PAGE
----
I have found a few products that I have been looking for, such as bamboo toilet brushes.

I have learnt that I am not the only one who has had trouble with my washing machine growing mould so I feel better now that it is not just me. I shared my solution (see yesterday's post) and again feel better that other people found that too.

I learnt about some great companies who are helping make life a bit easier for people like me who want to minimise package and use sustainable products that last.

It has been a great Zero Waste Week (again).

Thursday, 6 September 2018

Zero Waste Week- 2018 - Day Four

Day four of Zero Waste Week  is all about cleaning materials.

This was a topic that came up at Future Planet's Sustainable Living 'Adventures in Zero Waste' event yesterday evening.

It was interesting to hear Kate Arnell, Presenter and Founder of ecoboost, talking about her experience of Zero Waste living. I know that some people think my obsession with minimal waste is extreme so it was nice to hear someone talking about all those things you do, all those decisions you've taken, no matter how big or how small.
One question that arose, was that personal thing about whether she had children. I am just guessing that the person asking, did have children, and felt it was a whole lot harder. I think it probably is but in small steps it is doable. Ours was a gradual process of slimming our bins and changing our habits and probably only really started to get extreme by any sense when my children were in Primary School. But there is no point in worrying about the things we didn't do. It is all about  what we feel we can achieve. I was really pleased all those years ago when my younger daughter came home from school so proud that she was the only person in the school that had a completely zero waste packed lunch. Today I like seeing that my (adult) children have cut open their moisturiser and toothpaste tubes to get every last bit out. I don't mind the collection of toiletries dregs they bring home when they vacate their various student residences.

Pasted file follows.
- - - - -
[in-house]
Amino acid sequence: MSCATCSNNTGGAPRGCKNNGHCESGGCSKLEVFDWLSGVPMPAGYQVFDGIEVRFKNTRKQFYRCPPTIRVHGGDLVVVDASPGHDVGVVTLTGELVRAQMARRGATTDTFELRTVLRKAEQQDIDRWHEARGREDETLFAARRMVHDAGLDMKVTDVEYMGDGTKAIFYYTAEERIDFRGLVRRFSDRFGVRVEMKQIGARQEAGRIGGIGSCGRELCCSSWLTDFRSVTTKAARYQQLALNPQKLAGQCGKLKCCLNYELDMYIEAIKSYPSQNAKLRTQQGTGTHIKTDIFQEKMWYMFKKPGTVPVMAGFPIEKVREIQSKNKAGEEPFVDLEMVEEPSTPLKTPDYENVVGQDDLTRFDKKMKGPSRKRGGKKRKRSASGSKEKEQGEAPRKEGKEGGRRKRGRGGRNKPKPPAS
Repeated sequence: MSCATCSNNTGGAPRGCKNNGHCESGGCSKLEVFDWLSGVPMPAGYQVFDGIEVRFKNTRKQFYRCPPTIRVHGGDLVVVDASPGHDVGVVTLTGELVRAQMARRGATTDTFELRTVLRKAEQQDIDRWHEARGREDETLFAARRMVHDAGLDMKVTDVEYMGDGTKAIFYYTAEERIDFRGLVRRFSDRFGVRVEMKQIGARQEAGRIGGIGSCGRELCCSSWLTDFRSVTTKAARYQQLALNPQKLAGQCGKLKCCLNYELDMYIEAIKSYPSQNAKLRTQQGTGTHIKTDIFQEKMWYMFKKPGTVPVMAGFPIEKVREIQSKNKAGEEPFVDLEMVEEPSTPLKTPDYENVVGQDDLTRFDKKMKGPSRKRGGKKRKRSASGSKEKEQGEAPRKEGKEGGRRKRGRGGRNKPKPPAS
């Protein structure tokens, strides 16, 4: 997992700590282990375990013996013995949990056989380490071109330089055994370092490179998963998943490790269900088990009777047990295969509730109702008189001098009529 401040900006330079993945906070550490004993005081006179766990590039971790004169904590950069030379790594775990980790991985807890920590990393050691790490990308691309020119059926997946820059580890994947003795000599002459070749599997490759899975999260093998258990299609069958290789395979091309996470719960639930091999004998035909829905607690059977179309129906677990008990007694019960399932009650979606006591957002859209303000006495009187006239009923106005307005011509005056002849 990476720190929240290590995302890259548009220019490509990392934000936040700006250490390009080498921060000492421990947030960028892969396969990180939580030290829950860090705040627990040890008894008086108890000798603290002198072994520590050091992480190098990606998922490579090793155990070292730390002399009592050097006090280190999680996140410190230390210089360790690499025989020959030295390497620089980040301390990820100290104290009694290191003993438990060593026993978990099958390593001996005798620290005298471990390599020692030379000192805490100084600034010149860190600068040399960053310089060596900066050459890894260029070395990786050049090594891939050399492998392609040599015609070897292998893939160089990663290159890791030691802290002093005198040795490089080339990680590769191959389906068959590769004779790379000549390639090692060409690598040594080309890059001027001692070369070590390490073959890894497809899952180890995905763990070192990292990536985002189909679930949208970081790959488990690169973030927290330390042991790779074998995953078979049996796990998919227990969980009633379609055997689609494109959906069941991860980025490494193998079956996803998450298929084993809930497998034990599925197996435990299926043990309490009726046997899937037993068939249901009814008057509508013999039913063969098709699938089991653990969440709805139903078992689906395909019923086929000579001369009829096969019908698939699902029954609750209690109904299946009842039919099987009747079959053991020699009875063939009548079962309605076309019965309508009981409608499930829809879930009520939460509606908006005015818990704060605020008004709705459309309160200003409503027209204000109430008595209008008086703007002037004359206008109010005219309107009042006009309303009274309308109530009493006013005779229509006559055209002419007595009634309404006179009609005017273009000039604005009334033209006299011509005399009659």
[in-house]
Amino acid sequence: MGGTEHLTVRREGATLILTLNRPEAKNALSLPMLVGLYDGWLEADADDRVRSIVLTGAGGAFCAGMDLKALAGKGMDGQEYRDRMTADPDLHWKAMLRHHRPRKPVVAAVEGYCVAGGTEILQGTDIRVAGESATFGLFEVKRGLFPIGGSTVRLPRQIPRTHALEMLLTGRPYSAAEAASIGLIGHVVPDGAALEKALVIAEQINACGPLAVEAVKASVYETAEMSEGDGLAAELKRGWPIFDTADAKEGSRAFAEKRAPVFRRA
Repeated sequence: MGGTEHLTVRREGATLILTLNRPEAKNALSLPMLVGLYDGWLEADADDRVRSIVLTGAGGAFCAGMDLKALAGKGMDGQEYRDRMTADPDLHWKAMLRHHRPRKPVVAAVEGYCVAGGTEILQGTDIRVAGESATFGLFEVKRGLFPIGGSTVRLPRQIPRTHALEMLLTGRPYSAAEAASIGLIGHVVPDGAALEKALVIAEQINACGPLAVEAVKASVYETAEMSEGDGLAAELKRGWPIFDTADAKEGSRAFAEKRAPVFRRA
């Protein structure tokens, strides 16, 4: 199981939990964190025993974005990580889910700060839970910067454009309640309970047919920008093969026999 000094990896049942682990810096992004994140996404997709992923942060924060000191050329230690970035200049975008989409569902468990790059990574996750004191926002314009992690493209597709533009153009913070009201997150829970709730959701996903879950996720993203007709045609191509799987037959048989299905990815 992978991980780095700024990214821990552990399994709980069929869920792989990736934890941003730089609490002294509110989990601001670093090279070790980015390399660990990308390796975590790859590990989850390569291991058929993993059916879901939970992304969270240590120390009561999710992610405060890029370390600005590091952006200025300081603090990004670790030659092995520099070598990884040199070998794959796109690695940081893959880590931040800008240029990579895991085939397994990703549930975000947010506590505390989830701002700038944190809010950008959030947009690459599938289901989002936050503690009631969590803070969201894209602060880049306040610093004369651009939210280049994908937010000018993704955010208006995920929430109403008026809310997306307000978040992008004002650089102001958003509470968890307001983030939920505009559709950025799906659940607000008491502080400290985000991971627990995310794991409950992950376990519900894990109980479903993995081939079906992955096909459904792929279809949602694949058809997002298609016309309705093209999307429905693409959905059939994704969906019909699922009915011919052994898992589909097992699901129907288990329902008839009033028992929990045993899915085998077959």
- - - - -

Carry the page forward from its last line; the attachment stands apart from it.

I like the phone calls about how to rescue food, like the fish and chips about to be binned at an event (the resulting fish cakes were great - and free!).

I feel that there is a theme building with this year's Zero Waste Week. Aspiring Zero Waste or Zero-ish Waste all helps. No need to carry your trash around in a mason jar... just do what you realistically can do.

Will I stop using the miniature shampoos in hotels?

I  think I will mostly start taking my own. If I can carry them home I can carry them there.

I mean, just look at what I am prepared to bring home!

Will I write to the hotels I stay in asking them to consider refills, probably not. Fortunately, when I go to events like Future Planet's inspiring event last night, I feel reassured that some people actually will.
Which brings me onto the subject of consumer power. Businesses will give us what they think we want. How do they decide what they think we want? Through their sales figures of course. If we keep buying cheap rubbish, they will keep producing it. I am a firm advocate of voting with your pound in your pocket. So I was delighted to hear about Buy Me Once, the innovation by Tara Button who is aiming to show case and promote products that last. That's just the kind of thing I want so that I don't have to spend the hours researching products that are made the old fashioned way, i.e. built to last not built in obsolescence. I want to see 'built in obsolescence' become obsolete, don't you? I think Tara Button does too. Although I am mostly a charity shop chick, next time I need to buy something I can't get second hand I will be checking out that Buy Me Once website.